The Problem with Initials

A couple of weeks ago I had had a particularly stressful day.  That evening I posted the following status on my Facebook:


“Today was one of those days that confirms how much more I have to learn!! Don’t get me wrong, I LOVE what I do, but it’s freakin’ hard work!!”

People often ask me what the hardest part of my new job is.  Without hesitation I answer, “Anything with initials!”

I feel like I’m pretty good at several aspects of my job – organization, communication, relationship building, encouraging others, disciplining students, and so on,  but I struggle with issues like ARD, RTI, 504 (I know, not really initials, but still), SSI, and the list goes on (believe me…it goes on!)

I’ve stressed myself out over my inability to really grasp these concepts, and after several weeks of contemplating these frustrations, I think I finally understand why:

Programs like ARD, RTI, etc. are aimed at customizing education for individual students.  We look at data, monitor instruction, and allow for accommodations so the student has the best chance at success in school.  As an aspiring administrator, I always believed that every student deserved this kind of attention.  I truly believed that, when I became an administrator I would make sure every student had an “Individualized Education Program” (IEP – more initials!)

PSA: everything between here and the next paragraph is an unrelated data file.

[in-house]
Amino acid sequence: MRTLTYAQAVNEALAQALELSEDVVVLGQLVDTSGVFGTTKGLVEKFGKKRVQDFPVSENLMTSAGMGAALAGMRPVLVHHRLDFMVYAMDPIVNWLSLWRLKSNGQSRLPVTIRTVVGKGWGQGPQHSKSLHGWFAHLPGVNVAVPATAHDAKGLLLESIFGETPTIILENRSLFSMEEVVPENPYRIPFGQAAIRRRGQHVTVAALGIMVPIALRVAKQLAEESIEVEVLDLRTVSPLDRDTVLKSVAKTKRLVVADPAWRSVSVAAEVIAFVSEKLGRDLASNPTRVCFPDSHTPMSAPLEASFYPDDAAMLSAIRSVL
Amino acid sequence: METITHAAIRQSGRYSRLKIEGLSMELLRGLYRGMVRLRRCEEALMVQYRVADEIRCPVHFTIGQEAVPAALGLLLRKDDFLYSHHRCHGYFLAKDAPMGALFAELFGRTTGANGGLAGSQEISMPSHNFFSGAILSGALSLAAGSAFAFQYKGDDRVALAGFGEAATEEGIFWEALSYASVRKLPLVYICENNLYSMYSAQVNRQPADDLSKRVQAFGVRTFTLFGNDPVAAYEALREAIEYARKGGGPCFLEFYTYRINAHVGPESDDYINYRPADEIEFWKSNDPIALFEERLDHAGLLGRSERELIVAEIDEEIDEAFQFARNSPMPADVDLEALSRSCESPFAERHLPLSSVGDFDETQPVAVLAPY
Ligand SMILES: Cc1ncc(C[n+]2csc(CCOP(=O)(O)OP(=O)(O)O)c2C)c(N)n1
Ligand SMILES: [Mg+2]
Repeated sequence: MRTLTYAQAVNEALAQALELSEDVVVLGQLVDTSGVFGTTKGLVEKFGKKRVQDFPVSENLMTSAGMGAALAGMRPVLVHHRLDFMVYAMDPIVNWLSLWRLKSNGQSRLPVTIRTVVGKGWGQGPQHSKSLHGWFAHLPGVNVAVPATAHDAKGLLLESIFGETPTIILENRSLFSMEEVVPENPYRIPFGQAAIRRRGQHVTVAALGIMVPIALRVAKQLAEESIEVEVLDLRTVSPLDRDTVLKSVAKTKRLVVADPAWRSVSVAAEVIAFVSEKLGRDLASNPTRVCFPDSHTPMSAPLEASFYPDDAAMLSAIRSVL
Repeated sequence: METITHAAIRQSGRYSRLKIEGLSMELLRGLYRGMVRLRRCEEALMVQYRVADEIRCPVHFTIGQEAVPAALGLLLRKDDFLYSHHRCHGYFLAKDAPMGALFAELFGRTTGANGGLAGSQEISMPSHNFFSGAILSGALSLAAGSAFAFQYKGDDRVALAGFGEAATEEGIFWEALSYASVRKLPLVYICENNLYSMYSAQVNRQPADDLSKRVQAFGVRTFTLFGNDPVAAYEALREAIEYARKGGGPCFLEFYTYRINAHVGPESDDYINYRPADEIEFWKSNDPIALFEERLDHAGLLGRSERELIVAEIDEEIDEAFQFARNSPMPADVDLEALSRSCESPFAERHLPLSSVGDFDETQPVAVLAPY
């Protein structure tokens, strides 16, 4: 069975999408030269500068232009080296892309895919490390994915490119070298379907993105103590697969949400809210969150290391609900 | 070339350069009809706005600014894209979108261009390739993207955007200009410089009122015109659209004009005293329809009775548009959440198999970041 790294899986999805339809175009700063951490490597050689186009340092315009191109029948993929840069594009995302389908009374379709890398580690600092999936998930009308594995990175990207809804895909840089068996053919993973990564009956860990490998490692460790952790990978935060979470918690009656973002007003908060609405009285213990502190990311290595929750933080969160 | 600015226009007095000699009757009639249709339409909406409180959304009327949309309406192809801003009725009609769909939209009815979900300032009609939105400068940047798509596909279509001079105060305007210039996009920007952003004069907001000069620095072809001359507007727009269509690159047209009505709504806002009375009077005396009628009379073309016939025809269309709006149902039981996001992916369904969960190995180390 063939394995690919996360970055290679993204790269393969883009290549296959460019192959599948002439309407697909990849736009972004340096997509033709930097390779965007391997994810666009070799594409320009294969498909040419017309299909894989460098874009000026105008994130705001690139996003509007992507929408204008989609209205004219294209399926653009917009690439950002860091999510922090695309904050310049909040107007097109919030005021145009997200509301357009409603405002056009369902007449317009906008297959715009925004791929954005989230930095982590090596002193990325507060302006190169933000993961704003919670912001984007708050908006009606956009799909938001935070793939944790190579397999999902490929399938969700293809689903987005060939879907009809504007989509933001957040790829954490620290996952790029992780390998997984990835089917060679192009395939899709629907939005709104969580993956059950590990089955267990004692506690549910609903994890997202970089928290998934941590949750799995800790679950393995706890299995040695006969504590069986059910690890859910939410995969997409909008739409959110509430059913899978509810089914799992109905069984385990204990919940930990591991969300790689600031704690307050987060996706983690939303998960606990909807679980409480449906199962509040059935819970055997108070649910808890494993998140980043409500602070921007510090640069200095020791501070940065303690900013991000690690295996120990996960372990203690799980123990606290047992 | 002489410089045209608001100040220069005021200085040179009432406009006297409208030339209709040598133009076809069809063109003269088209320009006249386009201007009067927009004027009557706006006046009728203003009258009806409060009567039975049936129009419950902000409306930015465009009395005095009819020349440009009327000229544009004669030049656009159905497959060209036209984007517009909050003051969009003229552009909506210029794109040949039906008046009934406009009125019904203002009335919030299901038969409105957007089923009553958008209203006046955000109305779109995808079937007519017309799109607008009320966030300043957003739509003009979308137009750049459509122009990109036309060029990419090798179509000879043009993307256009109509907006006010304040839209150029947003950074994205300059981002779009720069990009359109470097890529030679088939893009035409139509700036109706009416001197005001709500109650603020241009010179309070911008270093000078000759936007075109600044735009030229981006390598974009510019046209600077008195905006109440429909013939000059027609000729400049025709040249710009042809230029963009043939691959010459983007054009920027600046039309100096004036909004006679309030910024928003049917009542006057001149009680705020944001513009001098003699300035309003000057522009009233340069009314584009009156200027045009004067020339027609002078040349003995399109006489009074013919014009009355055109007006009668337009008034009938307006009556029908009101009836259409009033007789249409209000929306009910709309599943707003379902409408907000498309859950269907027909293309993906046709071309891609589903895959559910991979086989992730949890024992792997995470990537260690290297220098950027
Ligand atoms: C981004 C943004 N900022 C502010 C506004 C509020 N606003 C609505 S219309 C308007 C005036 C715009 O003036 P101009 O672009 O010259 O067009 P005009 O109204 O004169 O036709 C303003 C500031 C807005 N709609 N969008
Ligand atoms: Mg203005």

To make matters worse, I think we have the resources to make this happen.  With technology, we could meet every student where they are.  We could monitor, assess, and provide an individual educational experience for every student.  Not only that, I think it would be easy to implement, and cause less stress on teachers!

Here’s why this stresses me out – I don’t think it’s possible to change without a complete transformation of our education system!  We are trying to implement all of these INITIALS in a system in which they don’t fit.  We are trying to individualize instruction in a “one-size-fits-all” system.

In our current system, everyone gets the same information.  If the student understands the information, they get an “A” and we move on.  If they don’t understand, they get an “F” – and we still move on.  If the student who received the “F” is fortunate, he or she gets some INITIALS, and a plan, but most of the others just get labeled “lazy” or “unmotivated.”

With all of the thoughts spinning around in my head at the moment, I am afraid this blog could turn into a book, so I’ll wrap up with just a few comments (and maybe some future blog posts):

  •  In my opinion, we can’t keep putting band-aids on our education system.  Bold changes must take place in order for us to teach every child.
  • We have to rethink this whole “standardized testing” issue.  Students can’t be standardized.  Support Rep. Dan Flynn’s bill for a two-year moratorium on standardized testing!
  • INITIALS should be for all students!  They are all unique, and special, and amazing, and they deserve to be treated that way!